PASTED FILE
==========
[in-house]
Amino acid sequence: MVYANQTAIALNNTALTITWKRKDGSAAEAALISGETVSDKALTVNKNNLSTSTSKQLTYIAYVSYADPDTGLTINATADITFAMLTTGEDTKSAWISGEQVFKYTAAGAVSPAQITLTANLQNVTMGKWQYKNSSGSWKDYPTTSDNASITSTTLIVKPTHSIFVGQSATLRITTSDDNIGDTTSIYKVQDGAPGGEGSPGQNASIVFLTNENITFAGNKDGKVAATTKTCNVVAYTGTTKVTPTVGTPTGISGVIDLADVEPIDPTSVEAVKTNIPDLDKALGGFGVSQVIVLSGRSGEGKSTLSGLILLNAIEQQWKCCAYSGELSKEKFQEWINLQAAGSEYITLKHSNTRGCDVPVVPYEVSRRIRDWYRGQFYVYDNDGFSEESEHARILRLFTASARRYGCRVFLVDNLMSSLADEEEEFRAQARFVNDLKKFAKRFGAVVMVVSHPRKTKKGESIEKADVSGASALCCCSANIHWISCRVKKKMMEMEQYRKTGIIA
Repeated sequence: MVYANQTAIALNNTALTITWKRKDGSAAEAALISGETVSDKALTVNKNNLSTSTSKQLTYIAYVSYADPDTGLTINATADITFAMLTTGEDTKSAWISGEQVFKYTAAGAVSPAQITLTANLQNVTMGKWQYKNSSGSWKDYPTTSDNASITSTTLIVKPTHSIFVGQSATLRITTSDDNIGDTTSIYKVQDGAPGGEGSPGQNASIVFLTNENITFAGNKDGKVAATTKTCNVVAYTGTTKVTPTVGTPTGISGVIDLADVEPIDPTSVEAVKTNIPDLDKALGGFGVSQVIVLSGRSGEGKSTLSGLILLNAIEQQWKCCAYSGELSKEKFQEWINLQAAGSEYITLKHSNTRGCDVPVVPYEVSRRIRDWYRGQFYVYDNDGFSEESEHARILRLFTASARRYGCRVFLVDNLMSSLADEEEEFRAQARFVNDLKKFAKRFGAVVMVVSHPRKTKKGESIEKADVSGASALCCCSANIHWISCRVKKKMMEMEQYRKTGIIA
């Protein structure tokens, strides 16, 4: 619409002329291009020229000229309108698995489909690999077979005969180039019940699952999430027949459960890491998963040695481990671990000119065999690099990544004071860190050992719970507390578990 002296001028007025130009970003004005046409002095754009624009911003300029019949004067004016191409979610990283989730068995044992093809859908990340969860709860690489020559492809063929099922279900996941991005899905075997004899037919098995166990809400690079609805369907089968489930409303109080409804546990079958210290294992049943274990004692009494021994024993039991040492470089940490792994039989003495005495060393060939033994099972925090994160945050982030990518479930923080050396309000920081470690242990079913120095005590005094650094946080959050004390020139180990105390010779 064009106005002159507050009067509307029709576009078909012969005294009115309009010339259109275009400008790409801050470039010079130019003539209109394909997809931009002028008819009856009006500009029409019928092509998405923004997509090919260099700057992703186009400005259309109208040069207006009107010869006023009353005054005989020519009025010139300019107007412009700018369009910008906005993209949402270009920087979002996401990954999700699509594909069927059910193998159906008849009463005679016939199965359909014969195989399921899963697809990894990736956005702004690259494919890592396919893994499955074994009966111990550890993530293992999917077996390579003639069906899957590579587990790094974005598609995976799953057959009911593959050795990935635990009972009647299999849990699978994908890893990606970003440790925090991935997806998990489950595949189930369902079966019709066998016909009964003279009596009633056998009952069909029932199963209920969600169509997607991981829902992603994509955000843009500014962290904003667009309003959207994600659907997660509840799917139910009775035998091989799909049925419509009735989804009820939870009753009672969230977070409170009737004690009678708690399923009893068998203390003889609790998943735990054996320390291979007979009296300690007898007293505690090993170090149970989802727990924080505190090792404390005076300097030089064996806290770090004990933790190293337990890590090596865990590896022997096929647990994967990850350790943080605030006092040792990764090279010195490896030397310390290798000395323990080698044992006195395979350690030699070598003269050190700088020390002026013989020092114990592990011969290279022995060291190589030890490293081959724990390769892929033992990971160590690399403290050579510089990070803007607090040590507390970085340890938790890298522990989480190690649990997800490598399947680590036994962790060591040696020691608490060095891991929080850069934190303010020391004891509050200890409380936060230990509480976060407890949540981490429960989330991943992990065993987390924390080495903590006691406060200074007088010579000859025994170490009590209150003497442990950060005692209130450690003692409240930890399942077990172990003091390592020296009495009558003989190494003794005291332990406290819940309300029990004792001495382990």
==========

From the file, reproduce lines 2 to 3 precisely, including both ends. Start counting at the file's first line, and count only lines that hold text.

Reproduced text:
Amino acid sequence: MVYANQTAIALNNTALTITWKRKDGSAAEAALISGETVSDKALTVNKNNLSTSTSKQLTYIAYVSYADPDTGLTINATADITFAMLTTGEDTKSAWISGEQVFKYTAAGAVSPAQITLTANLQNVTMGKWQYKNSSGSWKDYPTTSDNASITSTTLIVKPTHSIFVGQSATLRITTSDDNIGDTTSIYKVQDGAPGGEGSPGQNASIVFLTNENITFAGNKDGKVAATTKTCNVVAYTGTTKVTPTVGTPTGISGVIDLADVEPIDPTSVEAVKTNIPDLDKALGGFGVSQVIVLSGRSGEGKSTLSGLILLNAIEQQWKCCAYSGELSKEKFQEWINLQAAGSEYITLKHSNTRGCDVPVVPYEVSRRIRDWYRGQFYVYDNDGFSEESEHARILRLFTASARRYGCRVFLVDNLMSSLADEEEEFRAQARFVNDLKKFAKRFGAVVMVVSHPRKTKKGESIEKADVSGASALCCCSANIHWISCRVKKKMMEMEQYRKTGIIA
Repeated sequence: MVYANQTAIALNNTALTITWKRKDGSAAEAALISGETVSDKALTVNKNNLSTSTSKQLTYIAYVSYADPDTGLTINATADITFAMLTTGEDTKSAWISGEQVFKYTAAGAVSPAQITLTANLQNVTMGKWQYKNSSGSWKDYPTTSDNASITSTTLIVKPTHSIFVGQSATLRITTSDDNIGDTTSIYKVQDGAPGGEGSPGQNASIVFLTNENITFAGNKDGKVAATTKTCNVVAYTGTTKVTPTVGTPTGISGVIDLADVEPIDPTSVEAVKTNIPDLDKALGGFGVSQVIVLSGRSGEGKSTLSGLILLNAIEQQWKCCAYSGELSKEKFQEWINLQAAGSEYITLKHSNTRGCDVPVVPYEVSRRIRDWYRGQFYVYDNDGFSEESEHARILRLFTASARRYGCRVFLVDNLMSSLADEEEEFRAQARFVNDLKKFAKRFGAVVMVVSHPRKTKKGESIEKADVSGASALCCCSANIHWISCRVKKKMMEMEQYRKTGIIA